Did you recently discover that your kidneys are not working well, and you'll need dialysis until you can have a transplant? Adjusting to life with dialysis will be challenging but, more than anything, manageable. Going on dialysis several times a week will take a toll on your body and mind. That's why you need to know how to cope with your new lifestyle and never let it get the best of you. If you're new to dialysis, the following comprehensive guide will be the thing you need to help you go through this challenging period with your head up high.
Talk to someone
While your body will inevitably feel the change of lifestyle and the effects of dialysis, your mind will get affected too. Many people who start their treatment start feeling weak as they begin to believe that they are not the same people that they used to be when they were healthy. If you ever start feeling like that, or less worthy in any way, talk to someone. Be it a friend, a person sitting next to you in the dialysis room or a nurse ready to listen to you, confiding in someone will make you feel better. Moreover, they can offer invaluable advice. Don’t let the thoughts and feelings overwhelm you because that will put you at risk of depression or anxiety, which will make the entire dialysis experience even more taxing.
Make the most of the treatment time
Dialysis treatments last for several hours. If the hospital is not close by, the commute plus the treatment can take the entire day. To prevent the feeling of wasted time, keep yourself occupied. During dialysis, one of your arms will have to stay still because the dialysis machine will be connected to your arm intravenously. However, you can use your other arm to read a book, write or doodle if that’s the hand you use for those purposes. Bring your tablet or mobile phone and spend time watching a film or working on your errands that you can do online. Talking to your friend or family is another way to prevent boredom or feeling alone.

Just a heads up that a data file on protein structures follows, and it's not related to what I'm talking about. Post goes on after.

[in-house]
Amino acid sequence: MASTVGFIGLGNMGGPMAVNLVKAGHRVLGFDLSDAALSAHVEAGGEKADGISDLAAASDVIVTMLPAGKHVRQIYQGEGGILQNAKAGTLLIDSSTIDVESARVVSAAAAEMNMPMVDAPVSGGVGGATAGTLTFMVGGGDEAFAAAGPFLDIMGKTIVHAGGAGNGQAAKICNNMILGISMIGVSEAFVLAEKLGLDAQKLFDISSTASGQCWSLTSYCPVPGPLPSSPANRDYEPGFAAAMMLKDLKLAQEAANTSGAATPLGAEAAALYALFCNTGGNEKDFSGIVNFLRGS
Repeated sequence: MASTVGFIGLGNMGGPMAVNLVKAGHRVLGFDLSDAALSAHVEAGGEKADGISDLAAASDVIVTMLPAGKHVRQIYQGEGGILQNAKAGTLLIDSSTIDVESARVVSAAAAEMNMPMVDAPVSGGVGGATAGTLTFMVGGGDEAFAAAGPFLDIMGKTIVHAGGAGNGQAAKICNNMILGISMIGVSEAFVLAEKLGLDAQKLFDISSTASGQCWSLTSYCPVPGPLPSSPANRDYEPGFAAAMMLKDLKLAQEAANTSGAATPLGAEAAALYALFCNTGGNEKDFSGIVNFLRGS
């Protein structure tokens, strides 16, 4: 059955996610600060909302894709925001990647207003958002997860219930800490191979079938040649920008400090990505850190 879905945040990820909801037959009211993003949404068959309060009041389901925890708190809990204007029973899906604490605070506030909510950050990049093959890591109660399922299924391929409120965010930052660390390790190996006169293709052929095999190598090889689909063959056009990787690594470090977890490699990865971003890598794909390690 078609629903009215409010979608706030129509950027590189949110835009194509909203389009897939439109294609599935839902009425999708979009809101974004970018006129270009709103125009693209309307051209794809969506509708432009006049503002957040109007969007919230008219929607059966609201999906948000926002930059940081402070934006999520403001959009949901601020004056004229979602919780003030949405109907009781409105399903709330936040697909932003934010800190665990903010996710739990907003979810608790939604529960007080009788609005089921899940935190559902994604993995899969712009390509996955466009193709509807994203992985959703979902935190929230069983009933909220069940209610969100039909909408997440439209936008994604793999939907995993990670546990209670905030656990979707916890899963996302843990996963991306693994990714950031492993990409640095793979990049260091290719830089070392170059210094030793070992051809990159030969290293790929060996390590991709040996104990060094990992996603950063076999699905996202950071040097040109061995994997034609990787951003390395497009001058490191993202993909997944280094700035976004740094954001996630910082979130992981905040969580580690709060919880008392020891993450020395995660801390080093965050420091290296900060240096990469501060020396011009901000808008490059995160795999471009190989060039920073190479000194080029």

Keep a journal
Are you having an array of thoughts swarming your mind when you need to go to or back from dialysis? Keeping a journal of your dialysis journey is one of the best ways to cope with this illness. Write down everything that you cannot handle at the moment. As soon as you transfer your thoughts to a piece of paper, you'll feel the load get off your chest. Sometimes it's best to materialize your thoughts, by putting them in front of you in your digital or physical notebook. Read them daily and go back to your previous experiences to learn how much you've grown over the months.
Don't be afraid to travel
Just because you’re having dialysis treatments several times a week doesn’t mean you shouldn’t be travelling. Thanks to online platforms such as Bookdialysis.com, you have the chance to travel safely without worrying about missing your treatment. Create an account and book a trip with Bookdialysis.com to have the most unforgettable vacation regardless of your dialysis commitment. You will have the chance to have your treatment whenever you need it and go back to exploring the world despite your condition. However, don’t feel too relaxed just because you will have a place to have dialysis at. That is especially true if you’re on a waiting list for a transplant. Don’t forget to inform the staff about your travelling plans and deliver all contact options from phone to email and phone call apps you can use abroad. Stock up on medicine because you don’t know if you’ll be able to get what you need wherever you travel to.
Stay disciplined about food
Kidneys are responsible for filtering all the toxins and expelling them from our bodies through urine. When your kidneys stop functioning well, the need for dialysis arises. That's why you need to modify your diet after starting the treatment. The foods and drinks we consume daily make a difference in how our bodies feel and look. From bloating to difficult digestion, even healthy people can't have any food lightly. For dialysis patients, this becomes even more challenging. Namely, the choice of foods and beverages is of the essence because it will affect the way you feel while making your treatments work better. It's vital to stay disciplined with foods and beverages and the amounts you're having. Depending on your diet, wastes in your blood can build up quicker or slower between dialysis sessions, causing you to feel sick if you overindulge in foods you shouldn’t be eating at all.
Some foods like tomatoes, cucumbers and bananas will be on the black list for dialysis patients because of their potassium, phosphorus, sodium, and water content. You shouldn't drink too much water between your dialysis treatments because your body won't be able to flush it out naturally. Try to sip water moderately and refrain from eating foods that would make you feel ill. The last thing you need is excess fluid built up in your body that can bring a series of problems such as difficulty breathing due to fluid build-up in your lungs, changes in blood pressure and swelling.
Hire a health attendant